We’re more than 6 weeks in now.
As much as we’re loving our new life out here, we come across meaningful reminders of home every now and again.
The other week Alex found Weetabix in our local grocery store and almost wept with joy. Seriously. She displayed levels of happiness that I’ve not seen before. I’ve proposed to her, fathered her children, and moved her out to California. But give her a box of whole grain cereal, any day of the week.
Today at work, an anonymous colleague left Percy Pigs on my desk. Overcome with nostalgia and excitement, I proceeded to eat the entire bag myself, from start to finish. Which is a remarkable show of self-restraint, given that my first instinct was to hump it instead.
Our house hunt was another reassuring reminder of home, where we found estate agents in the US to be just as unscrupulous and full of bullshit as their British counterparts.
Take the first place we saw, for example. A townhouse with outdoor space about as long as my arm span, and a wire fence around it – “a nice area for the kids to run around in”, the agent said. Yes, that’s right Mr Realtor, because we moved our kids over 5000 miles just so we could raise them in a battery farm.
There was a large marble bath installed in the middle of the master bedroom, and carpets throughout the house so thick that your feet actually disappeared from sight as you walked around. “You don’t even need to buy bathmats!” he said in a joking-not-joking way. I wondered whether the different species of foot fungus living in the carpet would be paying rent, too.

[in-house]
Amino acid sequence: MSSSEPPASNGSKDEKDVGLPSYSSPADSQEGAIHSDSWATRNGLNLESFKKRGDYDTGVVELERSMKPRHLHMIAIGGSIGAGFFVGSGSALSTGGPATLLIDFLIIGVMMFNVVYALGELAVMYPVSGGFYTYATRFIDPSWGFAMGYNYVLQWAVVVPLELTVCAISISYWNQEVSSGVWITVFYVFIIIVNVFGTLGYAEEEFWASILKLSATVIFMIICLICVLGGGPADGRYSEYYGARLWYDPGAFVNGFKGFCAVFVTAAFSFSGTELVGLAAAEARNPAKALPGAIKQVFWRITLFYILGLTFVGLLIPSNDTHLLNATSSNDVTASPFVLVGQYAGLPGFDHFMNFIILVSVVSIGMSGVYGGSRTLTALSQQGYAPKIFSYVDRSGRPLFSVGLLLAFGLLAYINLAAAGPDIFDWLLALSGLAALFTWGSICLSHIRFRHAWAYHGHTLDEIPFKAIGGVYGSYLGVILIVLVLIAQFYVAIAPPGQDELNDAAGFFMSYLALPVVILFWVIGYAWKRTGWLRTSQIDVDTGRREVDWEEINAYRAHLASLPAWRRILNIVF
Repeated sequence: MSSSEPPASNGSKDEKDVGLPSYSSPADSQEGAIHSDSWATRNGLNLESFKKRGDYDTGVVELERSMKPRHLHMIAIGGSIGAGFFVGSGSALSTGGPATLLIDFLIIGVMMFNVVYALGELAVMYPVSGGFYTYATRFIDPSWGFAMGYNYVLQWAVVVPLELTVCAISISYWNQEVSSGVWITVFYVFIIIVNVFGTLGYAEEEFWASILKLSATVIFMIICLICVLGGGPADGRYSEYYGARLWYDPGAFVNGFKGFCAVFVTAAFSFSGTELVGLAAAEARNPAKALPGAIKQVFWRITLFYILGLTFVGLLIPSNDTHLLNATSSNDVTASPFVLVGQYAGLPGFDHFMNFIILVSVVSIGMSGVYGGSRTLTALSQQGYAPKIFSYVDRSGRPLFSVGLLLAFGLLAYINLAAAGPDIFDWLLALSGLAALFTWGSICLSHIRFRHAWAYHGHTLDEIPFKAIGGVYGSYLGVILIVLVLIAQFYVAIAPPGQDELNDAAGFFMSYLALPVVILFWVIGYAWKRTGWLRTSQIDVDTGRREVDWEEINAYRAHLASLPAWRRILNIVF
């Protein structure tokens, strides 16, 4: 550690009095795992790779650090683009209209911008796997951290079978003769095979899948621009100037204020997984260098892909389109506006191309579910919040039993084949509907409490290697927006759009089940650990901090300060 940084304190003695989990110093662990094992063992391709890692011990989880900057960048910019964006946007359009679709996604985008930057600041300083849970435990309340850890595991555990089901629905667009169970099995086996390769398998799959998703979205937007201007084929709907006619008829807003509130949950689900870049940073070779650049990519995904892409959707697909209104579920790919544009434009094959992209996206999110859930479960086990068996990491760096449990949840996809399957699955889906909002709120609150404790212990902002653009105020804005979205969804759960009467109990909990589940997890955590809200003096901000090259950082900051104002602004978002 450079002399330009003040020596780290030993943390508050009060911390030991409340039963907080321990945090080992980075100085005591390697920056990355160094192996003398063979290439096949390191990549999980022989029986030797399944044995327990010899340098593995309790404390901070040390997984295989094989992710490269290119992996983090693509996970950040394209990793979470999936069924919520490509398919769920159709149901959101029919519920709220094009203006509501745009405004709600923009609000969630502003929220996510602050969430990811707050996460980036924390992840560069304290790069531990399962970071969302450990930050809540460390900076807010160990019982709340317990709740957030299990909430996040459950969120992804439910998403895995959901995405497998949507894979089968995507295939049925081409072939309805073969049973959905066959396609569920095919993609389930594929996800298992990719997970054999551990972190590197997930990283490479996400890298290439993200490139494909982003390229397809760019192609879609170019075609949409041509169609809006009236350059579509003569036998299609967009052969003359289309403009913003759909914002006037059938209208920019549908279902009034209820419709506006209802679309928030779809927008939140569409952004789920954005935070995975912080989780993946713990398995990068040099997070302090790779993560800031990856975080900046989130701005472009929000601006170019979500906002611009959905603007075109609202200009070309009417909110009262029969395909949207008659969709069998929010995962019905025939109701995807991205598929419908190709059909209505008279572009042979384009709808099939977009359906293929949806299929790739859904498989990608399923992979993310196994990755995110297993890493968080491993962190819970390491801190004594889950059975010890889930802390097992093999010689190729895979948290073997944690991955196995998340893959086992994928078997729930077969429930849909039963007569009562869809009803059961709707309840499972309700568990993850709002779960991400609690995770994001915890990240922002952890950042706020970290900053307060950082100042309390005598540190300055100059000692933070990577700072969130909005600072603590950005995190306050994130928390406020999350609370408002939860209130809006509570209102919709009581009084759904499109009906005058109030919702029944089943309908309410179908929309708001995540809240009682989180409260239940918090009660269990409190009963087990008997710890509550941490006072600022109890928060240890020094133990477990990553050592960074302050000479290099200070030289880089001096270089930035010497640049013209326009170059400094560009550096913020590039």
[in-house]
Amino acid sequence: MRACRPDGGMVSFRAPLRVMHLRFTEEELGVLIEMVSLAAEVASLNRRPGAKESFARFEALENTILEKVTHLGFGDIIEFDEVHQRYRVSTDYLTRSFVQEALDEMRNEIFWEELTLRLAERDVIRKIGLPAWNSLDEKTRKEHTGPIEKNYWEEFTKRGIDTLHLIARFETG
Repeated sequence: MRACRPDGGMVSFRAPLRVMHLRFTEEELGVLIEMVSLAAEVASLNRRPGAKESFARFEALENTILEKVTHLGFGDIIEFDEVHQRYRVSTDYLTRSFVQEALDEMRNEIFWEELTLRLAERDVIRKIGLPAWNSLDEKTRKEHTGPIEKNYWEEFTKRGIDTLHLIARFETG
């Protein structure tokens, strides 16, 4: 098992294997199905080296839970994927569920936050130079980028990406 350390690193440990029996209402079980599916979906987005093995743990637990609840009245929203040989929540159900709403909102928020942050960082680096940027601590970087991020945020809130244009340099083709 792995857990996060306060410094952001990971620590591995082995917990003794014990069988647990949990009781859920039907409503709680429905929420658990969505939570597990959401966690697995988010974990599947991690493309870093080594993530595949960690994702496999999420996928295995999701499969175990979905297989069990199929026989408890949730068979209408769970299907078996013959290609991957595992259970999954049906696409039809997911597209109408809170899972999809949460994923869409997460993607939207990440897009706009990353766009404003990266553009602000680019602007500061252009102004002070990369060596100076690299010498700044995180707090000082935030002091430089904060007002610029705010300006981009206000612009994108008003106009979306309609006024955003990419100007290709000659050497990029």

And then finally, he delighted in telling me that the owner bought the house right after the financial markets crashed, and he was making “crazy money” on the house now. We declined an application form.
The next house I saw was promising on paper – great neighborhood, close to good schools, decent size… The interior needed some work, but I was open-minded about what we’d have to do to fix it up, and there was another couple viewing it at the same time as me. So I got talking to the agent, in an effort to win him over. At one point I revealed that I work in marketing, so he decided to share with me some of the more creative tactics he uses to stay ahead of the competition.
“I buy lists of neighborhoods, and the residents who live there. I can then filter it by those who have been in their property for – say – 30 years. I then put brochures through their door. I figure anyone living there so long must be dying soon, so they’ll need someone to take care of their asset. Or, they may be dead already, and their children are fighting out how to split the inheritance. That’s where I come in. Death is a market that nobody is capitalizing on… except me.”
Yes, and hopefully that market will be the death of your career too, numb nuts.
p.s. The story ends well, as we moved into a beautiful house just last week. And no dead people were harmed in the process.
p.p.s. By the way, I’ve found my description of estate agents to fit most that I’ve come across in the UK, with the exception of Squires Estates. They’re intelligent, competent, and straightforward. If you’re looking to buy/sell/rent a property in London, I can’t recommend them highly enough.